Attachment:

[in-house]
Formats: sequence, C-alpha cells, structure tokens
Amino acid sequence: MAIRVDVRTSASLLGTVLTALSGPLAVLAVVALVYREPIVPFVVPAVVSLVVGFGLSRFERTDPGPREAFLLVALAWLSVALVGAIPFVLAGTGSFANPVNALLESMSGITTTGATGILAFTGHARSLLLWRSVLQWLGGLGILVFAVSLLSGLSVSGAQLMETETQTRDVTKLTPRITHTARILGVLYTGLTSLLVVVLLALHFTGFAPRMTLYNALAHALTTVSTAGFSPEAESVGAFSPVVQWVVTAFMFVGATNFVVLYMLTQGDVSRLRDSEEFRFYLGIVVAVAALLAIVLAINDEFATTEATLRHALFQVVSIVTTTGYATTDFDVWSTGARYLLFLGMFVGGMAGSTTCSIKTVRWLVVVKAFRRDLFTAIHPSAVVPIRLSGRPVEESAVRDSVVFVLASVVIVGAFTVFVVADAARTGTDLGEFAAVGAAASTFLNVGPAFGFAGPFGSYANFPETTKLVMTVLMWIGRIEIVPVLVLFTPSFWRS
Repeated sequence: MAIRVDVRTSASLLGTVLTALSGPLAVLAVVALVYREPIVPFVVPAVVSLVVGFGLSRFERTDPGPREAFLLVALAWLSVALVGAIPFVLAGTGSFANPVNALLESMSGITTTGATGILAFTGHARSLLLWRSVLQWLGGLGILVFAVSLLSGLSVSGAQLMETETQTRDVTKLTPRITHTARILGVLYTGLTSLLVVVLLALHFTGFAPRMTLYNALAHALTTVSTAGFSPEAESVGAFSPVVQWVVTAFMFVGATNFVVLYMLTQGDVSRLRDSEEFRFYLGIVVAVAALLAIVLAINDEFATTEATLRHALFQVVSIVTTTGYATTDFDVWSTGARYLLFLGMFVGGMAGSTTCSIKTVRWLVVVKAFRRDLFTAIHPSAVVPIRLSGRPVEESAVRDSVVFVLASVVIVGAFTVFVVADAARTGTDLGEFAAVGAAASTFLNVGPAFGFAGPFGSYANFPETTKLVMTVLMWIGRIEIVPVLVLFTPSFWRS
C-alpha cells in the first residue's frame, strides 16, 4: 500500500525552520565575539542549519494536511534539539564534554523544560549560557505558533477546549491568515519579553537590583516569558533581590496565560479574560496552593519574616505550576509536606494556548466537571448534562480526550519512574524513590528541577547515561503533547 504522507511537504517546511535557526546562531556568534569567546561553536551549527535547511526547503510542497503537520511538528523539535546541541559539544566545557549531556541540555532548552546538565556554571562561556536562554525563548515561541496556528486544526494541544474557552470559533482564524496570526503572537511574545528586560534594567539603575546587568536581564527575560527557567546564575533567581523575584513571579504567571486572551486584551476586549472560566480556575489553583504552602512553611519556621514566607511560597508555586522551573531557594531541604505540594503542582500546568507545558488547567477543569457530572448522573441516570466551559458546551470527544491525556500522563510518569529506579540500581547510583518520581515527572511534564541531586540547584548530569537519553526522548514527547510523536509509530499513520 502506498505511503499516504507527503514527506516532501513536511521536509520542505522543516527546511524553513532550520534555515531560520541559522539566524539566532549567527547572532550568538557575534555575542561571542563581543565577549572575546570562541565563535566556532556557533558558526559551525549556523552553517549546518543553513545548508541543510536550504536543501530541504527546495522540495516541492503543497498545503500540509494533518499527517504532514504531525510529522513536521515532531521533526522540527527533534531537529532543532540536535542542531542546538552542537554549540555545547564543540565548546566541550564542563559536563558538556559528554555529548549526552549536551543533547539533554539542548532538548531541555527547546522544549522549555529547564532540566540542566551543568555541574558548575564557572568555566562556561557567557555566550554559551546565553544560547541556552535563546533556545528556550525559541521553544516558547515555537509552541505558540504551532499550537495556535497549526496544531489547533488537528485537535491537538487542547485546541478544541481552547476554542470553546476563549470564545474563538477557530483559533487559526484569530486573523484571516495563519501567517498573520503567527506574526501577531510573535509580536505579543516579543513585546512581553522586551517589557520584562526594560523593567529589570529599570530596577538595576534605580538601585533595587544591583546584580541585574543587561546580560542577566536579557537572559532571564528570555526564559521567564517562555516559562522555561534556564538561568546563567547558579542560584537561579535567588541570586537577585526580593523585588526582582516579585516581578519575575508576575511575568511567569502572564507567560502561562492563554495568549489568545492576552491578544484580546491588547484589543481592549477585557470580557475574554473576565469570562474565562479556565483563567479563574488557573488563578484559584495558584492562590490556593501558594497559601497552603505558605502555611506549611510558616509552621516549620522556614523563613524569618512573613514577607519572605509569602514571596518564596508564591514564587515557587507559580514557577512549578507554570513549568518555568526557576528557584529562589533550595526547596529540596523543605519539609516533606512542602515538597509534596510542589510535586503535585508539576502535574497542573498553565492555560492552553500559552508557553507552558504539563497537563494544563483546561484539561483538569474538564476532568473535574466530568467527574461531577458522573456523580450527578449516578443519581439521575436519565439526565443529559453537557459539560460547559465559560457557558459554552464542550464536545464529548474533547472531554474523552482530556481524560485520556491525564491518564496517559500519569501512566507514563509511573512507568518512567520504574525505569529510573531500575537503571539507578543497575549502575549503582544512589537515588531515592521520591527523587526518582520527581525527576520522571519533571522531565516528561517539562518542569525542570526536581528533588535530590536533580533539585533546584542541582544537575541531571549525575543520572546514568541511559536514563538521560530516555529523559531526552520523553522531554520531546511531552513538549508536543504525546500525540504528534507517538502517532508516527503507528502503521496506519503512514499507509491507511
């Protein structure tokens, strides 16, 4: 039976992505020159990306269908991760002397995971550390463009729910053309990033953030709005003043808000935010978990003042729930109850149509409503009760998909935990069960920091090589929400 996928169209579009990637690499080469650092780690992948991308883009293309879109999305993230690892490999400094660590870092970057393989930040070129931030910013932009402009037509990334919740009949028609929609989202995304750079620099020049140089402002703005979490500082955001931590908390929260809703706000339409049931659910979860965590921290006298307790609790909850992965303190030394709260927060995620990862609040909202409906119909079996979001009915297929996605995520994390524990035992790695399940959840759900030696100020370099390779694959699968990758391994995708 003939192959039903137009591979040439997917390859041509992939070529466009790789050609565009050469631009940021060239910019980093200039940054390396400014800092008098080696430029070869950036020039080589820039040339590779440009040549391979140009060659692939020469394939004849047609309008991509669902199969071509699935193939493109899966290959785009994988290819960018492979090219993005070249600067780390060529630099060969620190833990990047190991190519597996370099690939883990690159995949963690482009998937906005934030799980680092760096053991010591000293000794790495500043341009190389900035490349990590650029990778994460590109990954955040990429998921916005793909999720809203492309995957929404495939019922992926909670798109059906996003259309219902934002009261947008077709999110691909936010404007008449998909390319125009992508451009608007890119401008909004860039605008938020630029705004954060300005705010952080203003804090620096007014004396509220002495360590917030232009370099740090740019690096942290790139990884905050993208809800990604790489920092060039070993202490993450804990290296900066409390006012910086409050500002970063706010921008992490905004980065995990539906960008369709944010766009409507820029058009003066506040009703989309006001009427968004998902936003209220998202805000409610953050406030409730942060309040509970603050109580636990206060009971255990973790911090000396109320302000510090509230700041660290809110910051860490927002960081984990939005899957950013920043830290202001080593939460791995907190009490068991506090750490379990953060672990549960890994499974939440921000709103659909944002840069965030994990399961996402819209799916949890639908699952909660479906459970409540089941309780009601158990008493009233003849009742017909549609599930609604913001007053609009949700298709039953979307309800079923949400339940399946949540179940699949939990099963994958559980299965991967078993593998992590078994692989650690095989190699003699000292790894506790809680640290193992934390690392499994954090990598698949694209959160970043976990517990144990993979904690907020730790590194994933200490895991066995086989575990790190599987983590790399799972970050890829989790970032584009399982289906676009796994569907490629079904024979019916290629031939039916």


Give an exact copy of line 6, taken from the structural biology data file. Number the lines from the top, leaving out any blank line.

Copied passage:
């Protein structure tokens, strides 16, 4: 039976992505020159990306269908991760002397995971550390463009729910053309990033953030709005003043808000935010978990003042729930109850149509409503009760998909935990069960920091090589929400 996928169209579009990637690499080469650092780690992948991308883009293309879109999305993230690892490999400094660590870092970057393989930040070129931030910013932009402009037509990334919740009949028609929609989202995304750079620099020049140089402002703005979490500082955001931590908390929260809703706000339409049931659910979860965590921290006298307790609790909850992965303190030394709260927060995620990862609040909202409906119909079996979001009915297929996605995520994390524990035992790695399940959840759900030696100020370099390779694959699968990758391994995708 003939192959039903137009591979040439997917390859041509992939070529466009790789050609565009050469631009940021060239910019980093200039940054390396400014800092008098080696430029070869950036020039080589820039040339590779440009040549391979140009060659692939020469394939004849047609309008991509669902199969071509699935193939493109899966290959785009994988290819960018492979090219993005070249600067780390060529630099060969620190833990990047190991190519597996370099690939883990690159995949963690482009998937906005934030799980680092760096053991010591000293000794790495500043341009190389900035490349990590650029990778994460590109990954955040990429998921916005793909999720809203492309995957929404495939019922992926909670798109059906996003259309219902934002009261947008077709999110691909936010404007008449998909390319125009992508451009608007890119401008909004860039605008938020630029705004954060300005705010952080203003804090620096007014004396509220002495360590917030232009370099740090740019690096942290790139990884905050993208809800990604790489920092060039070993202490993450804990290296900066409390006012910086409050500002970063706010921008992490905004980065995990539906960008369709944010766009409507820029058009003066506040009703989309006001009427968004998902936003209220998202805000409610953050406030409730942060309040509970603050109580636990206060009971255990973790911090000396109320302000510090509230700041660290809110910051860490927002960081984990939005899957950013920043830290202001080593939460791995907190009490068991506090750490379990953060672990549960890994499974939440921000709103659909944002840069965030994990399961996402819209799916949890639908699952909660479906459970409540089941309780009601158990008493009233003849009742017909549609599930609604913001007053609009949700298709039953979307309800079923949400339940399946949540179940699949939990099963994958559980299965991967078993593998992590078994692989650690095989190699003699000292790894506790809680640290193992934390690392499994954090990598698949694209959160970043976990517990144990993979904690907020730790590194994933200490895991066995086989575990790190599987983590790399799972970050890829989790970032584009399982289906676009796994569907490629079904024979019916290629031939039916």